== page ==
By Gary Locke
YOUR ENTIRE ADULT LIVES will be lived in the new millennium. You are graduating
from high school in the 20th century, but you will graduate from college in the 21st.
And many of you will be attending colleges and universities that are on the brink
of a difficult transition -- a transition from educating people for the Industrial
Age, to educating people for the Information Age.
There is a lot of very complex, sophisticated economic theory about the difference
between the Industrial Age and the Information Age. But I recently heard a little
story that explains it in terms everyone can understand.
It seems that a few years ago, Dutch Hayner -- who, as some of the legislators
here know as the husband of a former Senate majority leader -- ran into a close friend
of Bill Gates. At that time, Microsoft stock had just gone on sale to the public
for the first time.
So Dutch asked his friend if she thought he ought to buy some Microsoft stock.
And she said, "Oh no, I don't think so. They really don't have any assets to
speak of. All they have is what's in their brains."
That was spectacularly bad advice. And it was bad advice because it was investment
advice for the Industrial Age, not the Information Age. It was advice from the era
when wealth came from land, from natural resources like timber or fish or oil, from
factories, or from having a large pot of money to invest in those resources.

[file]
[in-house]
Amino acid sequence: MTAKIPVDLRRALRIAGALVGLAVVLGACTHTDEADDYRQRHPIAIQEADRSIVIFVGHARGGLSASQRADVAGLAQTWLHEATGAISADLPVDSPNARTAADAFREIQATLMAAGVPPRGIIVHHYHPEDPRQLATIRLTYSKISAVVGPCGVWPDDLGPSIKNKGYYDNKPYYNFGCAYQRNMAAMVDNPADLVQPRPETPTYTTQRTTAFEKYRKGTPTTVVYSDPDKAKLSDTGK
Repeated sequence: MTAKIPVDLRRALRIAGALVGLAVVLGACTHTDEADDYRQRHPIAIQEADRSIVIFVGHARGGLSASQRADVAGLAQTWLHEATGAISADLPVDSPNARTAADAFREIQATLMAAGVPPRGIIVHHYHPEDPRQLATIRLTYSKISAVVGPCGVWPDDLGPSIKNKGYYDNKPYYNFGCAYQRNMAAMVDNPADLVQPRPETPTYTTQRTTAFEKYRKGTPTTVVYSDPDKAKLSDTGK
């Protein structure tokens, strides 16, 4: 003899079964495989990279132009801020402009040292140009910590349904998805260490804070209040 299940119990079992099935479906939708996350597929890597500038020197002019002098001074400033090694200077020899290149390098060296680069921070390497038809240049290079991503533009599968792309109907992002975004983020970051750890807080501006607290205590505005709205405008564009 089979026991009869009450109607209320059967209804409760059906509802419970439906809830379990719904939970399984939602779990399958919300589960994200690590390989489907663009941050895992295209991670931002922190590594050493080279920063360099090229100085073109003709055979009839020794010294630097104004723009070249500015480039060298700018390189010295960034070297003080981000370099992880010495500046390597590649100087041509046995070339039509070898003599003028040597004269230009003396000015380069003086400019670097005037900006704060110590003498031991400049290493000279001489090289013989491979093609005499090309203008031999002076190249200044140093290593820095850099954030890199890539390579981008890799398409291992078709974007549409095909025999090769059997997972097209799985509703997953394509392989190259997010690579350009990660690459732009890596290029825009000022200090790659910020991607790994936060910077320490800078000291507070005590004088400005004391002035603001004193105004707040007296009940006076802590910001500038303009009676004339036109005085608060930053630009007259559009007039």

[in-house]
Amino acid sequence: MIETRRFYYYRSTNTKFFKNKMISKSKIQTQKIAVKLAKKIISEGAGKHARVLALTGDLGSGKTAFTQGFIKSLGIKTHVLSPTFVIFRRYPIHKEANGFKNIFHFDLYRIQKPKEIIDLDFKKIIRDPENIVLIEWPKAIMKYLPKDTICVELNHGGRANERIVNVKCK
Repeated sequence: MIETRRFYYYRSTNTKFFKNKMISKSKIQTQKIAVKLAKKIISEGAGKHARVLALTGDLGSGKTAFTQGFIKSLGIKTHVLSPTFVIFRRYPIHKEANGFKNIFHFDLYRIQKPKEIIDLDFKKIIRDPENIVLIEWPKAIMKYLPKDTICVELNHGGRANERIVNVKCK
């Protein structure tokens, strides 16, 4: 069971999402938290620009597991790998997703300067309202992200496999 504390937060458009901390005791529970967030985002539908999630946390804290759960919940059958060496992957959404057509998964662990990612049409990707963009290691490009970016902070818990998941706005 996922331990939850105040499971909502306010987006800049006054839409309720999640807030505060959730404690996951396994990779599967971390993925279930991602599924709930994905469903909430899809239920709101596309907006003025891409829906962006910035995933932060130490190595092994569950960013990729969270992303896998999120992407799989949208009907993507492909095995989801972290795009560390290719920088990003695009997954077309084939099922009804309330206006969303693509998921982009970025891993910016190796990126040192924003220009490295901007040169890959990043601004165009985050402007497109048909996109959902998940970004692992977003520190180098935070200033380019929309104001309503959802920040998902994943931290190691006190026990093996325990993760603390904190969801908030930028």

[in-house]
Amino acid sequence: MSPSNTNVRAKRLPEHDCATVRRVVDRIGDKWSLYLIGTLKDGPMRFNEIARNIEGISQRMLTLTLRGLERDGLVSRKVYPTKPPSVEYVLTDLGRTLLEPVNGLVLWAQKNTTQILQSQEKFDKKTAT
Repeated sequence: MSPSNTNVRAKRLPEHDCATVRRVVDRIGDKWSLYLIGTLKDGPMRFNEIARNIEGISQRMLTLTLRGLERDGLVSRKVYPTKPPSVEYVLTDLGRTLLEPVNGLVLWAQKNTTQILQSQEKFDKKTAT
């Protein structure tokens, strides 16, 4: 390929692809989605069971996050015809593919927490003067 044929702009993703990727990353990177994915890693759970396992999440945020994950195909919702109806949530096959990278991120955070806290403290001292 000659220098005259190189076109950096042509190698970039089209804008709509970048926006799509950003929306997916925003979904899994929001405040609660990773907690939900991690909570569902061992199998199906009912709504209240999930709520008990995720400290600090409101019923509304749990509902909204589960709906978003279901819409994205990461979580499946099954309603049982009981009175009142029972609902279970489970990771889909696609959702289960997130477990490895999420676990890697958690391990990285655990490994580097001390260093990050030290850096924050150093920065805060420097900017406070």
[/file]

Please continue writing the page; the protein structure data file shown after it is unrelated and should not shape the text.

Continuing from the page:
In the Information Age, the primary resources that will drive our economy will
be knowledge, creativity and imagination. That is very good news for young people
But all the college professors and administrators you'll encounter in the next
few years may not understand this historic change. And those who do understand it
may not recognize how dramatically a knowledge-based economy will affect what you
need to learn, and when you need to learn it.
The traditional pattern of education is that you graduate from high school, then
you graduate from college, and then your education is complete. But your education
will never be complete.
That doesn't mean you will have to sit in a classroom until your hair turns gray.
In fact, people may actually spend less time in classrooms, because learning will
be available in many other formats. You might take a course that's available on a
CD-ROM, or sign up for on-line tutoring from a teacher or a professional who lives
and works in another state or another country.
You might participate in seminars at your workplace, or at a community center.
Or you might learn by rotating assignments from one department of a company to another.
Where you live -- even if you live in Forks or Zillah -- won't be a barrier to learning,
because technology will make both teachers and knowledge available worldwide. So
you might take a course from a university in Japan or China or Belgium.
How and where you learn will matter far less than what you learn.
In our K–12 system, we're just now beginning to hold both students and schools